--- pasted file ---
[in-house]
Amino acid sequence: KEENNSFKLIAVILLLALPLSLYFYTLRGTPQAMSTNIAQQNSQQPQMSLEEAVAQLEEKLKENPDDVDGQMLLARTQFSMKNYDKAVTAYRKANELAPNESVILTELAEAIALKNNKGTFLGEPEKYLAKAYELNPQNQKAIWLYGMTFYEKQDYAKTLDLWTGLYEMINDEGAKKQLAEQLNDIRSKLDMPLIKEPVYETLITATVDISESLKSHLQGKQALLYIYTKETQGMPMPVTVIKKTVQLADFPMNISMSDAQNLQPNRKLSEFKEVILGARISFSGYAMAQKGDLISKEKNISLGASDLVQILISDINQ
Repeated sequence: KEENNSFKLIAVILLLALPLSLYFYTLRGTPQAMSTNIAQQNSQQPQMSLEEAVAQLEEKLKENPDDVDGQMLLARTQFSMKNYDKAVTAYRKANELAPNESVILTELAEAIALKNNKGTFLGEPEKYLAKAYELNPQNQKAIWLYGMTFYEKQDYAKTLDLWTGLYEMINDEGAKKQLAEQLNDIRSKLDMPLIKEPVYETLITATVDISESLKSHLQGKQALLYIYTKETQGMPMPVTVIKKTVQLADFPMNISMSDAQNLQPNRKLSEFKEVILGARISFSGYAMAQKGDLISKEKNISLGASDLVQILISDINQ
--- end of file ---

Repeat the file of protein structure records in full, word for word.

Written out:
[in-house]
Amino acid sequence: KEENNSFKLIAVILLLALPLSLYFYTLRGTPQAMSTNIAQQNSQQPQMSLEEAVAQLEEKLKENPDDVDGQMLLARTQFSMKNYDKAVTAYRKANELAPNESVILTELAEAIALKNNKGTFLGEPEKYLAKAYELNPQNQKAIWLYGMTFYEKQDYAKTLDLWTGLYEMINDEGAKKQLAEQLNDIRSKLDMPLIKEPVYETLITATVDISESLKSHLQGKQALLYIYTKETQGMPMPVTVIKKTVQLADFPMNISMSDAQNLQPNRKLSEFKEVILGARISFSGYAMAQKGDLISKEKNISLGASDLVQILISDINQ
Repeated sequence: KEENNSFKLIAVILLLALPLSLYFYTLRGTPQAMSTNIAQQNSQQPQMSLEEAVAQLEEKLKENPDDVDGQMLLARTQFSMKNYDKAVTAYRKANELAPNESVILTELAEAIALKNNKGTFLGEPEKYLAKAYELNPQNQKAIWLYGMTFYEKQDYAKTLDLWTGLYEMINDEGAKKQLAEQLNDIRSKLDMPLIKEPVYETLITATVDISESLKSHLQGKQALLYIYTKETQGMPMPVTVIKKTVQLADFPMNISMSDAQNLQPNRKLSEFKEVILGARISFSGYAMAQKGDLISKEKNISLGASDLVQILISDINQ